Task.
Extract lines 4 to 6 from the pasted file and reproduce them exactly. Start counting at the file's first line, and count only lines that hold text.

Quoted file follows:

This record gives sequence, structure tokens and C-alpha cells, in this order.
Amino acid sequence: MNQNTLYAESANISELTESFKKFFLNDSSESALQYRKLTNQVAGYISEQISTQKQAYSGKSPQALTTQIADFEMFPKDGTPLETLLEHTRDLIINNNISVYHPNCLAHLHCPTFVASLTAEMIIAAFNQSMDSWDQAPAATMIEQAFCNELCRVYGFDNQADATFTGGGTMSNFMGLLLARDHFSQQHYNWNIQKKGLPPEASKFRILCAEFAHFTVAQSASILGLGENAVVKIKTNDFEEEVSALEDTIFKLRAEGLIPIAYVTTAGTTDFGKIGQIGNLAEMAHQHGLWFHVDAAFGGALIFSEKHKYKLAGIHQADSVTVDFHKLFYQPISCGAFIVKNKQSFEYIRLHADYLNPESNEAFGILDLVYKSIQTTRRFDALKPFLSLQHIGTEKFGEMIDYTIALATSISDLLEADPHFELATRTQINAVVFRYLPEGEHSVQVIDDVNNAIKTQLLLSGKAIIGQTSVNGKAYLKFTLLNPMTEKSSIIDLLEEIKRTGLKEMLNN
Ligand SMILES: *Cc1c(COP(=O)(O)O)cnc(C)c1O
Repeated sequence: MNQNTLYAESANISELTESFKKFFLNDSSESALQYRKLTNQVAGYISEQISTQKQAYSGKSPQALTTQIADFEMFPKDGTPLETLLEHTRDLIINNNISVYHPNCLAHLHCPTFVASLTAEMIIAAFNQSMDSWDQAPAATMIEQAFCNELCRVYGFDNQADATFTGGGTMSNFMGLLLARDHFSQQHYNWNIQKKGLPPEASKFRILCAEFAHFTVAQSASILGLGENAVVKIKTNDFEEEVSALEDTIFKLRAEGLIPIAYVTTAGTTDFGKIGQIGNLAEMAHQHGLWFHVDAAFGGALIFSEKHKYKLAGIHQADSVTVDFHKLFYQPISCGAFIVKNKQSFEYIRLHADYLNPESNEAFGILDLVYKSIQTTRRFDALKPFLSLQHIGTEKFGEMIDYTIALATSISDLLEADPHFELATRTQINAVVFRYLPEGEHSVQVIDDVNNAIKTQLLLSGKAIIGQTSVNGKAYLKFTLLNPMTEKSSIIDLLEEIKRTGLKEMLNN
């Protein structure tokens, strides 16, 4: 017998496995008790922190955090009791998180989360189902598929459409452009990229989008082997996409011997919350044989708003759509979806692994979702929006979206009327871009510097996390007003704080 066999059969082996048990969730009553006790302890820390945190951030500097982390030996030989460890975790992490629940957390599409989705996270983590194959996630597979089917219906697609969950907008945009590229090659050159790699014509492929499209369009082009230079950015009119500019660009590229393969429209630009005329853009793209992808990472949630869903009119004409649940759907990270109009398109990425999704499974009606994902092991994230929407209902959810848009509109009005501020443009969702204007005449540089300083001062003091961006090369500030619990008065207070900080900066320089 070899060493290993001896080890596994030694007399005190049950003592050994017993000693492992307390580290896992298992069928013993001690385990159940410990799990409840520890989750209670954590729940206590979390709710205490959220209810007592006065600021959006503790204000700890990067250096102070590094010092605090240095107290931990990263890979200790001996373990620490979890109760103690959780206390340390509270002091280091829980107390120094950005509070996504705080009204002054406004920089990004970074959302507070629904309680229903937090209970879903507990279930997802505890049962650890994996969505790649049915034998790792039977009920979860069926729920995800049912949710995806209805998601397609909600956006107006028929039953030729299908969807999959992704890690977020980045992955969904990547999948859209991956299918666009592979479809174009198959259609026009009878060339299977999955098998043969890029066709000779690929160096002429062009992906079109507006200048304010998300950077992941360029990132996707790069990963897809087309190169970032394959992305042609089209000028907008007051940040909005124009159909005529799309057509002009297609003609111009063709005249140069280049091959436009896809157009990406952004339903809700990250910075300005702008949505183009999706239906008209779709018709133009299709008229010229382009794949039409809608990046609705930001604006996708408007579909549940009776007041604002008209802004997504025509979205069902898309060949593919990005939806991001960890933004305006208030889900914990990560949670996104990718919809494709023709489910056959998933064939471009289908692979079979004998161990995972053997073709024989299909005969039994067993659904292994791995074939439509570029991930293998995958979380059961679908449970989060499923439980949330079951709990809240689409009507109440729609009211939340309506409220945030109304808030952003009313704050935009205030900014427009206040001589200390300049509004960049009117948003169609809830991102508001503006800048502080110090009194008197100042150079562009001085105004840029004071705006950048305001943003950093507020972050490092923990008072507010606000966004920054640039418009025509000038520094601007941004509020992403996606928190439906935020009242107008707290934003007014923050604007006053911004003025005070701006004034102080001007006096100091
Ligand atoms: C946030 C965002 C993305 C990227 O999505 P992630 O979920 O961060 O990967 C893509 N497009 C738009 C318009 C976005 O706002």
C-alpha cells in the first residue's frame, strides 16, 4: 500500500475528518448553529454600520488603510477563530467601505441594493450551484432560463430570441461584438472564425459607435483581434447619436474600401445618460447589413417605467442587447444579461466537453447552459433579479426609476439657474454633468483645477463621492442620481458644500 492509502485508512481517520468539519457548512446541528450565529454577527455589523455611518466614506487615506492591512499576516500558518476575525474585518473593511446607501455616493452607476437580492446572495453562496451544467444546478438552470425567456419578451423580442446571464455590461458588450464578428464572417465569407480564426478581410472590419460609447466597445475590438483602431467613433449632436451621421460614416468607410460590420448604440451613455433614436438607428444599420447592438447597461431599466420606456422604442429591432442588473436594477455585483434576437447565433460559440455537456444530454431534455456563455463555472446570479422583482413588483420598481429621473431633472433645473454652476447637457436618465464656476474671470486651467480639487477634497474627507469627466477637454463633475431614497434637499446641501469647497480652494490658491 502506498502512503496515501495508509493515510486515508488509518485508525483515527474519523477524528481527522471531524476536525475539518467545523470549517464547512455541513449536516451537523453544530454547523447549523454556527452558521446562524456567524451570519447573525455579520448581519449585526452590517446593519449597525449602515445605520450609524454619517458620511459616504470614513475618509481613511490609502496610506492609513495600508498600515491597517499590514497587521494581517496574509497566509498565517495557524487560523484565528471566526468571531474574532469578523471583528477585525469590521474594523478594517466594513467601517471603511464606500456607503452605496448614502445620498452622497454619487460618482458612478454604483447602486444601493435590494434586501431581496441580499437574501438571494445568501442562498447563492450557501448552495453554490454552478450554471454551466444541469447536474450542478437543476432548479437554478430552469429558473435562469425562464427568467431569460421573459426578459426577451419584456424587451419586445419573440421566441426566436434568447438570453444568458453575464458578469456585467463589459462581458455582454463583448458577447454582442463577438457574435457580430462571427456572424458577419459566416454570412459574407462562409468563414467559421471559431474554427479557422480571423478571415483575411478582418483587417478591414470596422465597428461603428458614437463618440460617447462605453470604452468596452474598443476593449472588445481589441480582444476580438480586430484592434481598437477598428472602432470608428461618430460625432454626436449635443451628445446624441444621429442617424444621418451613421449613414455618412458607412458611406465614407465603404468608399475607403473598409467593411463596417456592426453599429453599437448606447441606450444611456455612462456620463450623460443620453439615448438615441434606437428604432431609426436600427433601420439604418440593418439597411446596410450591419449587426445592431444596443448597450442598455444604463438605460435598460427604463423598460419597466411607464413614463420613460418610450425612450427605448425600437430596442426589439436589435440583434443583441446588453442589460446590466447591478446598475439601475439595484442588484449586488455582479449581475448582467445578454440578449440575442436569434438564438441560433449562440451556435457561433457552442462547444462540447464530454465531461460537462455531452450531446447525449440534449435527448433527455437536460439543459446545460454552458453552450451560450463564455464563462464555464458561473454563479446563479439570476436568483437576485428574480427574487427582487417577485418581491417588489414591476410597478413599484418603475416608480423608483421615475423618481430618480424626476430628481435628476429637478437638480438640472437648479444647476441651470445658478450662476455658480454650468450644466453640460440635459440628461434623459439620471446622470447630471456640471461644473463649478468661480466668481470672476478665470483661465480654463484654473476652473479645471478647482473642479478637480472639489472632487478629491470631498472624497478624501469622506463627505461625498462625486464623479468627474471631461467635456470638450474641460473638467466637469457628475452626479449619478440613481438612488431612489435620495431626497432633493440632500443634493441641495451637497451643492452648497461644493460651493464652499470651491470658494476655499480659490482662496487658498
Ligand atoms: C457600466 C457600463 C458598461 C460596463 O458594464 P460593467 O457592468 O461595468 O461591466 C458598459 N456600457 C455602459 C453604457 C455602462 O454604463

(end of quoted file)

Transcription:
Repeated sequence: MNQNTLYAESANISELTESFKKFFLNDSSESALQYRKLTNQVAGYISEQISTQKQAYSGKSPQALTTQIADFEMFPKDGTPLETLLEHTRDLIINNNISVYHPNCLAHLHCPTFVASLTAEMIIAAFNQSMDSWDQAPAATMIEQAFCNELCRVYGFDNQADATFTGGGTMSNFMGLLLARDHFSQQHYNWNIQKKGLPPEASKFRILCAEFAHFTVAQSASILGLGENAVVKIKTNDFEEEVSALEDTIFKLRAEGLIPIAYVTTAGTTDFGKIGQIGNLAEMAHQHGLWFHVDAAFGGALIFSEKHKYKLAGIHQADSVTVDFHKLFYQPISCGAFIVKNKQSFEYIRLHADYLNPESNEAFGILDLVYKSIQTTRRFDALKPFLSLQHIGTEKFGEMIDYTIALATSISDLLEADPHFELATRTQINAVVFRYLPEGEHSVQVIDDVNNAIKTQLLLSGKAIIGQTSVNGKAYLKFTLLNPMTEKSSIIDLLEEIKRTGLKEMLNN
């Protein structure tokens, strides 16, 4: 017998496995008790922190955090009791998180989360189902598929459409452009990229989008082997996409011997919350044989708003759509979806692994979702929006979206009327871009510097996390007003704080 066999059969082996048990969730009553006790302890820390945190951030500097982390030996030989460890975790992490629940957390599409989705996270983590194959996630597979089917219906697609969950907008945009590229090659050159790699014509492929499209369009082009230079950015009119500019660009590229393969429209630009005329853009793209992808990472949630869903009119004409649940759907990270109009398109990425999704499974009606994902092991994230929407209902959810848009509109009005501020443009969702204007005449540089300083001062003091961006090369500030619990008065207070900080900066320089 070899060493290993001896080890596994030694007399005190049950003592050994017993000693492992307390580290896992298992069928013993001690385990159940410990799990409840520890989750209670954590729940206590979390709710205490959220209810007592006065600021959006503790204000700890990067250096102070590094010092605090240095107290931990990263890979200790001996373990620490979890109760103690959780206390340390509270002091280091829980107390120094950005509070996504705080009204002054406004920089990004970074959302507070629904309680229903937090209970879903507990279930997802505890049962650890994996969505790649049915034998790792039977009920979860069926729920995800049912949710995806209805998601397609909600956006107006028929039953030729299908969807999959992704890690977020980045992955969904990547999948859209991956299918666009592979479809174009198959259609026009009878060339299977999955098998043969890029066709000779690929160096002429062009992906079109507006200048304010998300950077992941360029990132996707790069990963897809087309190169970032394959992305042609089209000028907008007051940040909005124009159909005529799309057509002009297609003609111009063709005249140069280049091959436009896809157009990406952004339903809700990250910075300005702008949505183009999706239906008209779709018709133009299709008229010229382009794949039409809608990046609705930001604006996708408007579909549940009776007041604002008209802004997504025509979205069902898309060949593919990005939806991001960890933004305006208030889900914990990560949670996104990718919809494709023709489910056959998933064939471009289908692979079979004998161990995972053997073709024989299909005969039994067993659904292994791995074939439509570029991930293998995958979380059961679908449970989060499923439980949330079951709990809240689409009507109440729609009211939340309506409220945030109304808030952003009313704050935009205030900014427009206040001589200390300049509004960049009117948003169609809830991102508001503006800048502080110090009194008197100042150079562009001085105004840029004071705006950048305001943003950093507020972050490092923990008072507010606000966004920054640039418009025509000038520094601007941004509020992403996606928190439906935020009242107008707290934003007014923050604007006053911004003025005070701006004034102080001007006096100091
Ligand atoms: C946030 C965002 C993305 C990227 O999505 P992630 O979920 O961060 O990967 C893509 N497009 C738009 C318009 C976005 O706002």